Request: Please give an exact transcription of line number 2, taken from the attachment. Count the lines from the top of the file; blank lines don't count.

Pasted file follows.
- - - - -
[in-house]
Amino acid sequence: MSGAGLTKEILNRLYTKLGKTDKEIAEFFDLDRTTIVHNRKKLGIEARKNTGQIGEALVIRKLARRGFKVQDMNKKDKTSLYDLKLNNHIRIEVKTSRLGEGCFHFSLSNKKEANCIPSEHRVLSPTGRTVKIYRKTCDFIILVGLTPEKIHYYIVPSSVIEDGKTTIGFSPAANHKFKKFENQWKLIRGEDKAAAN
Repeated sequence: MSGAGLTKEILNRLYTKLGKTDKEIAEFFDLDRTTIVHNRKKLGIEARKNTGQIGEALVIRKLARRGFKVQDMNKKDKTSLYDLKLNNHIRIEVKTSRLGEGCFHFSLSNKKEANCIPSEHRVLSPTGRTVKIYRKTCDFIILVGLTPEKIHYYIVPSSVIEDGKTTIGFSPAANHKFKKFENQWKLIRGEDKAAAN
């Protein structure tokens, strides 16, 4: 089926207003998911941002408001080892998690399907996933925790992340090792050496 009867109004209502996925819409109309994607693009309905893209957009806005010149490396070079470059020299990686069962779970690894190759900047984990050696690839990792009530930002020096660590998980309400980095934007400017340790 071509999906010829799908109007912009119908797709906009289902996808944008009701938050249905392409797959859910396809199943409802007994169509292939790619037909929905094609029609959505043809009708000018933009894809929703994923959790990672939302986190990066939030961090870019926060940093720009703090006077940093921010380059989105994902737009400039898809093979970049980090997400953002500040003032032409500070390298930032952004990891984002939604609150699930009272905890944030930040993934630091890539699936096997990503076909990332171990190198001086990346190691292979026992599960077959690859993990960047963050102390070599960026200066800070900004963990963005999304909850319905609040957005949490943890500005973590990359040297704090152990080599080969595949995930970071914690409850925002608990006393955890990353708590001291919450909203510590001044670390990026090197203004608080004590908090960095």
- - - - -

Amino acid sequence: MSGAGLTKEILNRLYTKLGKTDKEIAEFFDLDRTTIVHNRKKLGIEARKNTGQIGEALVIRKLARRGFKVQDMNKKDKTSLYDLKLNNHIRIEVKTSRLGEGCFHFSLSNKKEANCIPSEHRVLSPTGRTVKIYRKTCDFIILVGLTPEKIHYYIVPSSVIEDGKTTIGFSPAANHKFKKFENQWKLIRGEDKAAAN